On Wednesday, Bharatiya Janata Party MP Vinay Katiyar said that Muslims must leave India. “They have been given their lands,” he said. “They should go to Pakistan or Bangladesh. What are they doing here?”
On Twitter, Mohandas Pai, a prominent right-wing commentator, described Katiyar as a “loony”. Reacting to the MP’s demand on Monday that the Taj Mahal be demolished and a Hindu temple erected in its place, Pai asked, “Why do you take them seriously?” But Katiyar is no fringe element. He is a member of the party that rules at both the Centre and in Uttar Pradesh.
For Katiyar to deliver such an incendiary statement without inviting censure from his party, which has a highly centralised structure, would seem to indicate that the BJP endorses his politics. Katiyar’s rhetoric is yet another sign that as the 2019 Lok Sabha election approaches, the BJP will depend heavily on hard Hindutva for votes.
It is not hard to discern a pattern here. In the run-up to the 2014 Lok Sabha election, senior BJP leader Giriraj Singh had said anyone opposing Narendra Modi should be shipped to Pakistan. Singh’s remark resulted in the Election Commission barring him from campaigning. Yet, when the BJP won, Singh’s statement was seen as a profitable model to be followed in future campaigns.
Indeed, the constant communal rhetoric of the past four years should force a re-evaluation of our understanding of the 2014 election result. It is frequently argued that it was a vote for development – a word that in India stands for economic matters. Yet, it is now clear that the BJP’s pitch was based on economics as well as religious identity. It was not a choice between development and Hindutva – it was development and Hindutva.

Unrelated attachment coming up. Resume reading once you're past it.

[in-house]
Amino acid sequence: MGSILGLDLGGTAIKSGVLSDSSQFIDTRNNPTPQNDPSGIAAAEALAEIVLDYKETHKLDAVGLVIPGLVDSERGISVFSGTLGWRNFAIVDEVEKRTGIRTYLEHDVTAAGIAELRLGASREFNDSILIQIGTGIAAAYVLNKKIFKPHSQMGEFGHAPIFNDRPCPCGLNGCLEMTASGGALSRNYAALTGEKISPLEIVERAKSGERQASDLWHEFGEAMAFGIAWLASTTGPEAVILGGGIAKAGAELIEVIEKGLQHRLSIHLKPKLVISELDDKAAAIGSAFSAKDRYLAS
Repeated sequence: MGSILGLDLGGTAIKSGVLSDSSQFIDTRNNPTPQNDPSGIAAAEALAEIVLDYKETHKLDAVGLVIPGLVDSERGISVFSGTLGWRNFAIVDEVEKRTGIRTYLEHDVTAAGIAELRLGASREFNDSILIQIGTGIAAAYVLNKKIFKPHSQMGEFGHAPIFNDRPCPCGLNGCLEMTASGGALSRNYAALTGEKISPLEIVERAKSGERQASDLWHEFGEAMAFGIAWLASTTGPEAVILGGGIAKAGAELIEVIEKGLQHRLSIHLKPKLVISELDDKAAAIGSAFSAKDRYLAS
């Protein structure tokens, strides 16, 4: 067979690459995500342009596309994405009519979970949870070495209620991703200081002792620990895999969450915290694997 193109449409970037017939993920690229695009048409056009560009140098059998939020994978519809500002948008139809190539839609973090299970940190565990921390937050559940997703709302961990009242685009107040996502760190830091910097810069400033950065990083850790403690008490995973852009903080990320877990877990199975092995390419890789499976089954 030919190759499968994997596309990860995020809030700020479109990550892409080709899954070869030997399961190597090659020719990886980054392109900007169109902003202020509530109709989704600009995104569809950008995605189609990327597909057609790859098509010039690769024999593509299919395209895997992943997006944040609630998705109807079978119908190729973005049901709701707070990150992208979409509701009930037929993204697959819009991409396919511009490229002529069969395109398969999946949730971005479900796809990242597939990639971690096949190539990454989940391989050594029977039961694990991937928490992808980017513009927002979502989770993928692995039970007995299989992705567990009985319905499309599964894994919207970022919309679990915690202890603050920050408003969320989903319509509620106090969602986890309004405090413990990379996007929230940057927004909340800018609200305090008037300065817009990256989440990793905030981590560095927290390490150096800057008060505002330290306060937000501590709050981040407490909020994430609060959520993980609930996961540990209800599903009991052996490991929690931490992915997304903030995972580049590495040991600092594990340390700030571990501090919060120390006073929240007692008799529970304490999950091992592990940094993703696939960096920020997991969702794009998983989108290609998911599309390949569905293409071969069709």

Since taking power, the BJP has kept the Hindutva pot boiling. The cow has occupied centre stage, with a spate of lynchings by vigilantes targeting Muslims. States ruled by the BJP in particular have done little to prevent such attacks; indeed, in most instances, criminal cases have been registered against the victims.
State elections too have been fought with communalism as the main plank of the BJP’s campaigns. In the campaign for the Gujarat assembly election last year, for example, a video advertisement asking people to vote for Modi showed a young women expressing fears for her safety as the azaan, the Muslim call to prayer, is heard in the background.
Modi himself has played the Hindu-Muslim card. In Gujarat, he raised the Ayodhya dispute, asking whether the Congress wanted a Ram temple or a mosque at the site where the Babri Masjid once stood. At an election rally in Uttar Pradesh in February 2017, the prime minister made the unsubstantiated claim that the authorities in the state – then ruled by the Samajwadi Party – provided uninterrupted electricity supply for Muslim festivals but not Hindu ones.
Development and Hindutva
In 2018, while the “development plus Hindutva” formula of 2014 still holds, the balance of the equation has changed. The BJP’s economic promises of 2014 were too bold. Far from the BJP government ushering in “achhe din”, or good times, as it had promised to do, little has changed materially for most Indians. If anything, things have become worse. The unemployment rate, for one, has risen after Modi took over from Manmohan Singh. Private investment is falling, which means few new jobs will be created in the near future.
Add to this demonetisation and the Goods and Services Tax – both disruptive measures that have harmed vast swathes of the population – and it is easy to see why an economic pitch for 2019 would be a tough sell.
Hence, Katiyar. The BJP faces a growing difficultly of credibly selling development and has little time to crank up the economy before the next election. India should brace for even more communalism from its ruling establishment as it heads to the polls.
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